I don't know whether it's more distressing to me that somebody would espouse such an opinion in this century, or that it would apparently get a hearing from Howard. I suppose I'm not surprised by the second, but it still disappoints me to see it.

"Decency without doctrine" actually sounds to me like an superb practical approach to morality in a pluralist modern world. I cannot understand the imbalance of mind that makes one want to respond to supposed religious violence by re-establishing a state religion.

In any case, even if we wanted to go along with that, it seems to me that Jesus would have encouraged people to turn the other cheek. I don't suppose anyone holding that opinion would be invited to speak at official functions.

search-and-replace:

It is necessary for the Koran to become the conscience of the state, and the role of the state is to be an instrument of Allah.

Mm. Doesn't sound so reasonable (to western ears) now, does it?

After a lot of fiddling, I got XFree86 4.2, GARNOME 0.18, Mozilla, and OpenOffice to all agree to use FreeType fonts. I have to say the results look very nice indeed, very smooth and nicely antialiased.

It took me ages to work out that I needed to re-run mkfontdir, because Debian had somehow forgotten. (I guess I probably have used that command once, years ago.) It's fundamental to friendly/reliable software design that caches should regenerate themselves if they're out of date. X11 is, as they say, a complete fucking flying circus.

I guess it's getting better, through FreeType and the GNOME font installer and so on, but at the moment the functionality is nice but the usability is very nasty indeed.

I'm sure Windows is just as ugly on the inside. A friend of mine, by installing a TrueType font using the approved method , managed to trash a Wince device so completely that the motherboard needed to be replaced. (Soldered-on persistent memory, I suppose.)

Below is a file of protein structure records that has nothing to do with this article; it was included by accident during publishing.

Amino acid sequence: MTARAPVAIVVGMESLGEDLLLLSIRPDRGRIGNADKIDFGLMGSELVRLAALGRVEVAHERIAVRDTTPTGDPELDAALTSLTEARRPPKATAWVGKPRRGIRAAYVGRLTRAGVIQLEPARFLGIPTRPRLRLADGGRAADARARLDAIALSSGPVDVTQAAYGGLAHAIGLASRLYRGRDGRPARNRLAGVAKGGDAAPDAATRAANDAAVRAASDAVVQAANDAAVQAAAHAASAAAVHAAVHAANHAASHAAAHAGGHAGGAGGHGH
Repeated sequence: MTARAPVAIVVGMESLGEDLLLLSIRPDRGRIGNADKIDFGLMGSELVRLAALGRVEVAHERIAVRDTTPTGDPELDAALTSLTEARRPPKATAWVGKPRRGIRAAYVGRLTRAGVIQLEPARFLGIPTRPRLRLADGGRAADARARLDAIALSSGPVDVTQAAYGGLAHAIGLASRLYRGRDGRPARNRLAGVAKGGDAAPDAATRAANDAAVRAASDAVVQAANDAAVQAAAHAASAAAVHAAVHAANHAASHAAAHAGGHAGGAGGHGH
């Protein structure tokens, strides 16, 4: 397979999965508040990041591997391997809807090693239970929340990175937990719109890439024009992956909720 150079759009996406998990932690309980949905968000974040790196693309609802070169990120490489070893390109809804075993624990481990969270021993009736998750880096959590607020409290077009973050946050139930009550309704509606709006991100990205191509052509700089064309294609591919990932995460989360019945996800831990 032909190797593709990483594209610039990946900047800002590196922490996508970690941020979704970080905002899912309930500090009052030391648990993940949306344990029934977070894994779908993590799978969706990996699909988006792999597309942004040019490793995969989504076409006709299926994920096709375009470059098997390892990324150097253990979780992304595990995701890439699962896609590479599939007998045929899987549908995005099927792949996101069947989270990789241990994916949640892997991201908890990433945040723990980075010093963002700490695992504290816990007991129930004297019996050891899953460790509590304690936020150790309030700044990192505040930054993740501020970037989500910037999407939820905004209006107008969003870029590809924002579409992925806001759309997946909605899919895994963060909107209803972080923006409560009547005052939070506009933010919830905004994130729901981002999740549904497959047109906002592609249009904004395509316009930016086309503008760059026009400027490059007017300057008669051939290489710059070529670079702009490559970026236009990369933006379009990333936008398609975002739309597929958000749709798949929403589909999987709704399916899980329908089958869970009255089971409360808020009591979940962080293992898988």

--

linux.conf.au registrations are open; the programme should be announced any day.

I am really pleased with the distcc test suite. It catches a decent fraction of bugs, and new ones that are reported can usually be tested to prevent regression.

I think the trick to testing is to start early, and be disciplined about keeping on adding them as you go. Like washing up, if you leave it for three months then it looks very intimidating. :-)

--

being non digital:

Canberra is accurately described as having pulse-width-modulated weather: Spring days fluctuate between maximums of about 12C and 25C, until eventually warmth wins out.

Last weekend was warm. I took my motorbike up over the Snowy Mountains highway from Cooma to Adaminaby. It was very beautiful indeed. It does feel like the roof of the continent.

Also, I just got the keys to my new apartment, and I'm going to start moving this weekend. Yay.

A year or two after emigrating, she happened to be in Paris on the anniversary of the Russian invasion of her country (Czechoslovakia). A protest march had been scheduled, and she felt driven to take part. Fists raised high, the young Frenchmen shouted out slogans condemning Soviet imperialism. She liked the slogans, but to her surprise she found herself unable to shout along with them. She lasted only a few minutes in the parade.